You can overcome this obstacle by creating a middle layer between the CFO and established committees. The operations committee for example is led by the project squad. They bring in leadership positions within that realm of supply chain with the authority to make decisions. Typically, these team members use a RACI to understand the parameters of the committee. [Please clarify if needed].

RACI chart

Example, illustrative – Demand Squad

Not having the right talent in place

The skills required to be successful in today’s supply chain function are different than they were 10-15 years ago. Also consider that packaged solutions require different skill sets to implement on the IT side, and the systems need to be set up and maintained differently than in the past.

On the business side, there are new processes to consider. Finding people who can work in this environment to deliver results is often challenging.

According to Supply Chain Careers, recruiting top supply chain talent isn’t only about the money. The world has changed and top performers are looking for more than a paycheck. They want attractive perks, both big and small, ranging from flexible work schedules to health and wellness programs. Company brand and reputation are also major pluses when it comes to attracting and hiring the best and brightest.

Not having enough bandwidth

Even with the right people in place, prioritizing their time can be challenging and you run the risk of physical and mental burnout. To minimize this risk, companies are shying away from the large, multi-year transformation projects, which are overwhelming to execute. Organizations have realized that doing things incrementally is a much more successful collaborative approach. You can do small sprints to get you closer to achieving your goals.

There are many benefits to taking the incremental approach. A shift in mindset for instance. People see sprints as more manageable and therefore more achievable. Another added benefit is that you can pivot much more quickly if needed from lessons learned.

Maximizing seasonality and downtime to increase bandwidth may also work to your advantage. Depending on your business, you have a busy season and times where things are slower. If possible, avoid launching a project during the company’s busy season. In other words, for your collaboration to be successful, use the squad to do the preplanning and brainstorming of the initiative during the busy season and execute in the off season.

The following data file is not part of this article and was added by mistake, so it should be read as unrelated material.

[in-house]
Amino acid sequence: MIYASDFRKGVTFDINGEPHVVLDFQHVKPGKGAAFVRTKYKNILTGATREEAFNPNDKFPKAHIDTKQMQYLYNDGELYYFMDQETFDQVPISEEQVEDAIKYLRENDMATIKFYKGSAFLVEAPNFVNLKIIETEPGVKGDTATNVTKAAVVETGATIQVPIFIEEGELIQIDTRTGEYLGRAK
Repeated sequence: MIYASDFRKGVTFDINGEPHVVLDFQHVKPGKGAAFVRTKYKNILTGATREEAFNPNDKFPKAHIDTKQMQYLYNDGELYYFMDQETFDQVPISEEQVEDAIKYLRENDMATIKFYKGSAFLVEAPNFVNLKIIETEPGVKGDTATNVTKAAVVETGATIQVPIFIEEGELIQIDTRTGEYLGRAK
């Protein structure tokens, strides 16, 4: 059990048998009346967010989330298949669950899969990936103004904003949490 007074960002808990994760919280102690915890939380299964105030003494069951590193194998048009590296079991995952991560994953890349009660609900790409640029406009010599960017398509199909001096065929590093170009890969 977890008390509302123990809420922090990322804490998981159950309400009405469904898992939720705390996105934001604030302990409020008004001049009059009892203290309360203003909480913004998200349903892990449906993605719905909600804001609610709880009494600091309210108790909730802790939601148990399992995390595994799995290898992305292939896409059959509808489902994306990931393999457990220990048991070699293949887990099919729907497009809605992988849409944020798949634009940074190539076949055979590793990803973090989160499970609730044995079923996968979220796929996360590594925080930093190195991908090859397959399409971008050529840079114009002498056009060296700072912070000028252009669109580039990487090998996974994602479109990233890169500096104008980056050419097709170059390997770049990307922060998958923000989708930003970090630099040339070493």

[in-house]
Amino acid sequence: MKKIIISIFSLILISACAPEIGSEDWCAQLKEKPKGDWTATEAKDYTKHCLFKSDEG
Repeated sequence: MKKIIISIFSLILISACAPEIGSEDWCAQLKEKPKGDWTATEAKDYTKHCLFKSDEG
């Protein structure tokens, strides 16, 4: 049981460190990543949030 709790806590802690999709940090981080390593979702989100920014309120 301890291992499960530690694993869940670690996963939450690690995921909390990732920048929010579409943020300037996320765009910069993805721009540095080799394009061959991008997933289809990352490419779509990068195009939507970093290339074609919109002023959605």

3: Define and Measure Success

Alignment on business outcomes is one of the key measurements of collaboration success. The value to be delivered must be clear and must serve as the anchor for that measurement.

KPIs are only part of the puzzle. They too need to align within the deliverables and outcomes. To put it into perspective, you could deliver on one metric but fail to deliver on the promised business outcomes. Margin improvement, inventory productivity, service improvement, and reduction in costs are a few good metrics to track and measure.

And let’s not forget the ultimate success indicator for any project or initiative: ROI. How quickly will the project see ROI? Consider the established timelines to see sufficient improvement which could range from revenue increase, working capital decrease or other pre-established indicators of success.

Key Takeaway: Effective Collaboration with IT is Critical to Building an Agile Supply Chain

As global supply chains continue to operate in an environment of volatility and disruption, achieving agility is top of mind for businesses both large and small.

The demand for technologies that can help achieve that agility is at an all-time high and organizations that recognize the benefit of the supply chain-IT partnership, and underscore the importance of that relationship will be in better shape than their competitors.

About Slalom

Slalom is a global consulting firm focused on strategy, technology, and business transformation. In 41 markets around the world, Slalom’s teams have autonomy to move fast and do what’s right. They are backed by regional innovation hubs, a global culture of collaboration, and partnerships with the world’s top technology providers.

Gautam Narayan runs Slalom’s Global Supply Chain Planning practice. He has worked with clients in several industries including Life Sciences, Consumer Products, Retail, Apparel & Fashion, Automotive, and Technology, to address their thorniest problems.

The source of this article is from ToolsGroup